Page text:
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Robert Larson
The never ending question on basement insulation

My home is 2020 square feet with full basement. My home builder, also my friend, helped me frame my basement. When I asked him about insulating the concrete walls before we framed it he said to just insulate between the studs and cover with drywall and not to use a vapor barrier at all. Now that I have the wiring done, the insulation issue is here (again) and I hope I haven't set myself back after researching the complicated and confusing area of properly insulating basements.

I live in SW Michigan with clay soil. My house is 4 years old and I was wise enough to let the basement concrete walls dry throughly and watch for moisture areas. The walls have NEVER produced any moisture except on both sides of the walk-out corners, which face North. These areas will frost during extreme cold weather but only a couple feet in. I use a de-humidifier in the summer to remove the damp smell even though no moisture is visible.

Now for my question. Can I insulate between the studs allowing the insulation to touch the concrete (except where the frost forms) and then cover the insulation with a vapor barrier and then drywall? There is drainage tubes all around the exterior foundation and all rainwater runs into eaves and into underground tiles and is carried away from the house.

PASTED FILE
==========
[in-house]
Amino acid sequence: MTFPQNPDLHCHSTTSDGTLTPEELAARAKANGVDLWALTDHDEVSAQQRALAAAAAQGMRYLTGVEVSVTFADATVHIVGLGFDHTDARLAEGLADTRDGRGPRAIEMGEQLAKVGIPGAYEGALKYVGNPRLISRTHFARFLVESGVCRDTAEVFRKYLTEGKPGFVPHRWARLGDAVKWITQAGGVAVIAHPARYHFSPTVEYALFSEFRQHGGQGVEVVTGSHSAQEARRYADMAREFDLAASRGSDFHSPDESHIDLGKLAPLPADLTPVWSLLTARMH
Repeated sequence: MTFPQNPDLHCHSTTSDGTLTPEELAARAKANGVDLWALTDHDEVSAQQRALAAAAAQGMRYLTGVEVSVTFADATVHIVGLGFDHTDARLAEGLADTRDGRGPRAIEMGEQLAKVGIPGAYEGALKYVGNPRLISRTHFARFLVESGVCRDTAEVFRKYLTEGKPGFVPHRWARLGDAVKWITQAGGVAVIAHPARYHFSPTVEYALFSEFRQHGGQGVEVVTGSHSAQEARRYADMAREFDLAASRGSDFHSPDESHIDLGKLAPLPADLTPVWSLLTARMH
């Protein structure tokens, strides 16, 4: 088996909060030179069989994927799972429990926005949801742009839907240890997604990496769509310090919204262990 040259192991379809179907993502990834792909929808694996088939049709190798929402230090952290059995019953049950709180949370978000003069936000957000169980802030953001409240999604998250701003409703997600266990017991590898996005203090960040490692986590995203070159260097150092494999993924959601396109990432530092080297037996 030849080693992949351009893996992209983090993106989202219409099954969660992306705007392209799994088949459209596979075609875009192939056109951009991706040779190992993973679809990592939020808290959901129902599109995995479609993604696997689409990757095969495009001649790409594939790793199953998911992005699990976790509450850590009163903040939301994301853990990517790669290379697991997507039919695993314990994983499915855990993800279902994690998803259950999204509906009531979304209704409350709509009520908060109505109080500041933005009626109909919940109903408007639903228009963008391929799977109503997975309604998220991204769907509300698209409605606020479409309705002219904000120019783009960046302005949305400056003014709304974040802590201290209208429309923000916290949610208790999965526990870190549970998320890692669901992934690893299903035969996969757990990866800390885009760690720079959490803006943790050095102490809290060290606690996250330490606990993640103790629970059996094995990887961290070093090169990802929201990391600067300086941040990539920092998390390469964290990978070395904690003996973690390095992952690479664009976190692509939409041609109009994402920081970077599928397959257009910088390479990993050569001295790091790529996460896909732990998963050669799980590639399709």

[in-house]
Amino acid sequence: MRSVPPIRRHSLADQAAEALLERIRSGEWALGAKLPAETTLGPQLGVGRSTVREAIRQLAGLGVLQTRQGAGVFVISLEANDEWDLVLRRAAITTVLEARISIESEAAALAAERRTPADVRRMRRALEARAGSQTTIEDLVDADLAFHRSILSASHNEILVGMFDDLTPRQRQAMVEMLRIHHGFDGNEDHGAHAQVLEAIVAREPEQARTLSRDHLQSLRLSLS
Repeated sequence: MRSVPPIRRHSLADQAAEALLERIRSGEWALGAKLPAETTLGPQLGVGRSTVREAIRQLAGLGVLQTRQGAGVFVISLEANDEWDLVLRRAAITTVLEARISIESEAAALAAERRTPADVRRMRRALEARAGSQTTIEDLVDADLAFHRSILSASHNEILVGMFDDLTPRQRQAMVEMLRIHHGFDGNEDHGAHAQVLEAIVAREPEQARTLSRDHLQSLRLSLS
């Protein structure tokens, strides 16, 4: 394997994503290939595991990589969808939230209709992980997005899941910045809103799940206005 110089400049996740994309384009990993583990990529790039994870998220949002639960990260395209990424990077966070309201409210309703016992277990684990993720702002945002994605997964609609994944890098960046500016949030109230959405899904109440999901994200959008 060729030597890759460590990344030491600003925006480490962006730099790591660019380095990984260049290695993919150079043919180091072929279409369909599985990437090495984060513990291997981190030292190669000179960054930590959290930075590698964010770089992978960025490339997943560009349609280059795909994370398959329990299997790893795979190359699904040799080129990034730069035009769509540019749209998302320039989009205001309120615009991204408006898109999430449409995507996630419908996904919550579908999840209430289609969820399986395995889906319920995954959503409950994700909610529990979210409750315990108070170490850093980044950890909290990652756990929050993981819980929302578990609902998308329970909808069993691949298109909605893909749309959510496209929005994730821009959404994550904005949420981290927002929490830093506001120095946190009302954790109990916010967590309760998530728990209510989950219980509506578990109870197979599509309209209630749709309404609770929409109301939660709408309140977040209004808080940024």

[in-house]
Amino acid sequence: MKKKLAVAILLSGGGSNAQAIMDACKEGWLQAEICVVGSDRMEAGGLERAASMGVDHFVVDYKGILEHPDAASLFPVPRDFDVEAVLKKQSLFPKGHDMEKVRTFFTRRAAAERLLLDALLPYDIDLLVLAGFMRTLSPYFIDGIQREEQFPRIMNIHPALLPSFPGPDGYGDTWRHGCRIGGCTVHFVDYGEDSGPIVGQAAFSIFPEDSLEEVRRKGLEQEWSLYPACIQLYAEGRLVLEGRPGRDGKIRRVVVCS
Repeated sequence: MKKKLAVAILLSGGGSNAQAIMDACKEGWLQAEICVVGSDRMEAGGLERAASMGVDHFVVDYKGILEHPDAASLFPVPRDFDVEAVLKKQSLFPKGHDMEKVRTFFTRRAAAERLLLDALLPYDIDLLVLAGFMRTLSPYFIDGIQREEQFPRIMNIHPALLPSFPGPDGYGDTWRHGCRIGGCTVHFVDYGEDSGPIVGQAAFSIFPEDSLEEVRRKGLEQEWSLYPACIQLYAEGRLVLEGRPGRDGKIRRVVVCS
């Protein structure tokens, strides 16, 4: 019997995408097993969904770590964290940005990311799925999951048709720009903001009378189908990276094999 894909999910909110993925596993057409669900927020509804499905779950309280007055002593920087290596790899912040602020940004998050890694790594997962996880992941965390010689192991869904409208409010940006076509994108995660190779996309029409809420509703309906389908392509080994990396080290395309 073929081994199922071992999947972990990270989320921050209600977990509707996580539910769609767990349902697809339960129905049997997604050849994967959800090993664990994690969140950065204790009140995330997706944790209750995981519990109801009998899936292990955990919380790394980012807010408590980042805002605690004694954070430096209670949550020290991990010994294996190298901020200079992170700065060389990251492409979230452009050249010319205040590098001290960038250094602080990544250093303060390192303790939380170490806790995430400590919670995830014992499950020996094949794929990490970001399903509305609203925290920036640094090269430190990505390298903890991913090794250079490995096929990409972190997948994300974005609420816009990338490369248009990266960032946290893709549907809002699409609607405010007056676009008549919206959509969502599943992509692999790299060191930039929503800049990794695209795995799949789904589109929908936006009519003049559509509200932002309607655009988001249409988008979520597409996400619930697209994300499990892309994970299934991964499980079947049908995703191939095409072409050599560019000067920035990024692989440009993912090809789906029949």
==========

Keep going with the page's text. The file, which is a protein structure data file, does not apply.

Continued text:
Puller
Re: The never ending question on basement insulation

Actually, I think you've got it backwards. The vapor barrier goes on the inside to prevent moisture laden indoor air from traveling toward the cooler outside wall and condensing inside the insulation, thus ruining it's effectiveness. Any moistore on your outside wall needs to be handled in another manner (that's a whole other discussion). In your case, you are proposing exactly the correct procedure. Insulate the stud bays, put up a vapor barrier to protect the migration of indoor air toward the outside, then sheetrock.

Pete

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